When Midnight Strikes, Will Certain Bills Turn Into Law? (Part 3)Mar 25, 2013
Here is the third of three summaries on critical issues and bills passed by the General Assembly, in addition to the transportation tax bill, that Governor Bob McDonnell must act on before tonight's midnight deadline, by when he must either sign, amend or veto them. (See Part 1, on publicly funded abortions, here. See part 2, on keeping families together, here.) We urge Governor Bob McDonnell to protect the religious liberty of all students on college campuses, and sign the religious liberty legislation on his desk now.
Liberal, secular groups are on the offensive (see the Richmond Times-Dispatch), urging Governor McDonnell to veto two priority bills of The Family Foundation, SB 1074, patroned by Senator Mark Obenshain (R-26, Harrisonburg) and HB 1617, patroned by Delegate Todd Gilbert (R-15, Woodstock). The bills, passed by the General Assembly, will protect the rights of religious and political student groups at public colleges to choose members and leadership based on their beliefs and principles.
Participating in groups and organizations with missions that match their religious or political beliefs is a longstanding tradition for college students. Unfortunately, some universities around the country have enacted so-called "all-comers"” policies, which essentially prohibits students from setting the criteria for the members and leaders of their own organizations. Consequently, a student group that is recognized by a university and receives funding or use of campus facilities cannot have any kind of requirement that members or leaders actually share the beliefs or believe in the mission of the group!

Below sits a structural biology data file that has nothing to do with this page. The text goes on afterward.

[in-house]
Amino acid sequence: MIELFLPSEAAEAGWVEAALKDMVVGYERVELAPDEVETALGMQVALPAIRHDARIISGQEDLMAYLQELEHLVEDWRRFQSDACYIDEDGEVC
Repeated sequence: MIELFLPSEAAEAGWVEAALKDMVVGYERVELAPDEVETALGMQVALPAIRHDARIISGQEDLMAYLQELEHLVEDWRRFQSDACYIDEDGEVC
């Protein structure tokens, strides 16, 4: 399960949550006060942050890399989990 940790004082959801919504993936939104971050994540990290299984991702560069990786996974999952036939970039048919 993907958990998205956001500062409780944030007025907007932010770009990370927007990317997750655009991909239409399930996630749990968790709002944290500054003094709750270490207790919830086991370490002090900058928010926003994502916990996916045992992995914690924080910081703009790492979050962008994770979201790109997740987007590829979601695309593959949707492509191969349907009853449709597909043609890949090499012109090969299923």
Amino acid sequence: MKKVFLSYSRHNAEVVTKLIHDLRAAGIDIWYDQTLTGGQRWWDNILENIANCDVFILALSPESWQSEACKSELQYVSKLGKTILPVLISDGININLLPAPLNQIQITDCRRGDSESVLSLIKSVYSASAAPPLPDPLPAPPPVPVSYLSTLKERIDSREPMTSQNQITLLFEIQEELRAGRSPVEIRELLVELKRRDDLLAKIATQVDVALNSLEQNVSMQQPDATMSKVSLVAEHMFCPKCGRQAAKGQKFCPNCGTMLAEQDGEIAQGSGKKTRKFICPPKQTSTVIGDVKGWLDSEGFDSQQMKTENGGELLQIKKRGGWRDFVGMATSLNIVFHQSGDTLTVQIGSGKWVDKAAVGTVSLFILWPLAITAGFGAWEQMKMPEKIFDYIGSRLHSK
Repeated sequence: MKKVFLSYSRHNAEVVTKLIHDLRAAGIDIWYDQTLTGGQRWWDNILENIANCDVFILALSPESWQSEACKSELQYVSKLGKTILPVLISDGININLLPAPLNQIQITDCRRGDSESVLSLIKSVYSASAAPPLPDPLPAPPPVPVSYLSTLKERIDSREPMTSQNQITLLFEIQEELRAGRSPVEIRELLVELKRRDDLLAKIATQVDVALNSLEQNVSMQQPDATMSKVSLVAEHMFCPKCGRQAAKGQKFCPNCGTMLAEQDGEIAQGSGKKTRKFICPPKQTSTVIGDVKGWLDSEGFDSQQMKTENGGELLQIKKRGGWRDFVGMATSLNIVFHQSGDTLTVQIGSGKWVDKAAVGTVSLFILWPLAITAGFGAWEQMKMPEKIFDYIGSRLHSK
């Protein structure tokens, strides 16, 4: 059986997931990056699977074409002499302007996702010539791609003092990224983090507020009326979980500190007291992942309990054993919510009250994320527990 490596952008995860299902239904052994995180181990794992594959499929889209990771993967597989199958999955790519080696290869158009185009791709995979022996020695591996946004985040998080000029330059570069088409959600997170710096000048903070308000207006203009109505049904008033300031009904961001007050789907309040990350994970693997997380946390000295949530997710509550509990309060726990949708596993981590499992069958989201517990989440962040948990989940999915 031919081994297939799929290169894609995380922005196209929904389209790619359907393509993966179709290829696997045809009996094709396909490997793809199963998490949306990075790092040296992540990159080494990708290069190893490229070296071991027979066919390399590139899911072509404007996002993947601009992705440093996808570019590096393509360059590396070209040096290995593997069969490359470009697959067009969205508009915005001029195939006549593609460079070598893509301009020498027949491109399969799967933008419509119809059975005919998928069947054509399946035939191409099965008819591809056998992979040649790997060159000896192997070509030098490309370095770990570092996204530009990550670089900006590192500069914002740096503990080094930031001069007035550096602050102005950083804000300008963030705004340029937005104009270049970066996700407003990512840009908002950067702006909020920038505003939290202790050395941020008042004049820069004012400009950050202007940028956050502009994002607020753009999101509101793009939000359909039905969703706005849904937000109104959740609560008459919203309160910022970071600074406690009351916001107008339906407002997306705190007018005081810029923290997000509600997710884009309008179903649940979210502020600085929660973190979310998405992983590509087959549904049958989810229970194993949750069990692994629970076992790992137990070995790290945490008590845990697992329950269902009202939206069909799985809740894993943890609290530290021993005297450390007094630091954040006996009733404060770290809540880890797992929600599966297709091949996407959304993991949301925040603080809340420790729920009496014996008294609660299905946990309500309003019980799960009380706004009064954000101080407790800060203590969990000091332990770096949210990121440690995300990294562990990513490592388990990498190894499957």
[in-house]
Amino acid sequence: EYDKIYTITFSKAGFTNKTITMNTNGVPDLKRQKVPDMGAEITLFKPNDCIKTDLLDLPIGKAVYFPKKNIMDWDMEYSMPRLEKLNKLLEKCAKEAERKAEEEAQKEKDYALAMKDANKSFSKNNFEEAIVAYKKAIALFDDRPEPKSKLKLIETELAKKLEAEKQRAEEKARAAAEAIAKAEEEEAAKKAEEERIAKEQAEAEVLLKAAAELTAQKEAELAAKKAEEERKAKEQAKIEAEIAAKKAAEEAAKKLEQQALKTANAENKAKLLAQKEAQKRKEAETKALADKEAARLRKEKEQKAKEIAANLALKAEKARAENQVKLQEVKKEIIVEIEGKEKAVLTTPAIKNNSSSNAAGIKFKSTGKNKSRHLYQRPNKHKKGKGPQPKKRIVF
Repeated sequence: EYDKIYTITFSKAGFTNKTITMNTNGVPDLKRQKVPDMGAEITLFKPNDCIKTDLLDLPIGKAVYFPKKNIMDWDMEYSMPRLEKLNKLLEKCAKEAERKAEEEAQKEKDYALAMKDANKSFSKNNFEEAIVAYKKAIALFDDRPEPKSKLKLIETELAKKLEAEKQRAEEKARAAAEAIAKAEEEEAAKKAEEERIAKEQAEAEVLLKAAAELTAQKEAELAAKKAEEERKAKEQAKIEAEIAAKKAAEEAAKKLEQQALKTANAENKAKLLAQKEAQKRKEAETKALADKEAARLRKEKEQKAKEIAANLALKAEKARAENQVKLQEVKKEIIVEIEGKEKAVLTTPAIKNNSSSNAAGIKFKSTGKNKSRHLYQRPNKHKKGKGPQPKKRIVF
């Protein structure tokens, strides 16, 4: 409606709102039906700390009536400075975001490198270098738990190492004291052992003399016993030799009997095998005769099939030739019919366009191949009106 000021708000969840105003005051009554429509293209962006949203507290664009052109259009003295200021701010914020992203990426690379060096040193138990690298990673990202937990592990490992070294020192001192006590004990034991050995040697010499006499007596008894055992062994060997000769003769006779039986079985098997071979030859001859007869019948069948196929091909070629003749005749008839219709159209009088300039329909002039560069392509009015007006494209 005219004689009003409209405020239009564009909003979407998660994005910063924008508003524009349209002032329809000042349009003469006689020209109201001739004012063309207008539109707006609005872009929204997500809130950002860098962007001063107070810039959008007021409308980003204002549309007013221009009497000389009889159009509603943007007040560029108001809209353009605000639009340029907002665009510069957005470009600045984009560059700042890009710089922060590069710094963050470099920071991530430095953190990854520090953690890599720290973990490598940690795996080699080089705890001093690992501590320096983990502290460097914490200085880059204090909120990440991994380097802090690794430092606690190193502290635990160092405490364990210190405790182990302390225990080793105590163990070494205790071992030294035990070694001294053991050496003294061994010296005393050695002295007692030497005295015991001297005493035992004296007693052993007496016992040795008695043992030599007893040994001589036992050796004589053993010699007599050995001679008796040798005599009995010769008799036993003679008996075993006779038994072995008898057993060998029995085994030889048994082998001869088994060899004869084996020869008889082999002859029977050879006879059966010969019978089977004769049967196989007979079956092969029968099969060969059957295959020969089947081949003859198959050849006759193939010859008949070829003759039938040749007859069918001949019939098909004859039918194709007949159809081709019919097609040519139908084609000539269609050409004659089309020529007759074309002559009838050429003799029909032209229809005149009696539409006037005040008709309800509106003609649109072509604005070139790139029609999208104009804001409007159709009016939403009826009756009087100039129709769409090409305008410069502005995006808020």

Free association is a foundational constitutional principle. But as we know, those kinds of freedoms are slowly being reduced. SB 1074 and HB 1617 will ensure that the current policy of the majority of Virginia's colleges and universities will continue.
The primary opposition to the bills has been the ACLU, which is, unfortunately, misrepresenting their intent and the law itself. They continue to argue that the bills would "override a U.S. Supreme Court decision" that upheld the constitutionality of all-comers policies. The truth, however, is that while the court upheld the policies it did not require the policies. The ACLU seems to ignore two other important Supreme Court cases where it ruled that universities cannot discriminate against religiously affiliated student groups on the basis of the content of those groups' speech by denying them funding, calling it viewpoint discrimination. To circumvent the Supreme Court, colleges began instituting "all-comers policies," which essentially mean that student groups can exist as long as they have no viewpoint at all.
Opponents to the legislation claimed that the bills allow student groups to "discriminate" using "taxpayer funding." Such a position implies that simply choosing to freely associate with people of similar ideas and beliefs is inherently discriminatory. Opponents also ignore the fact that the "funding" often comes from student activity fees, not tax dollars.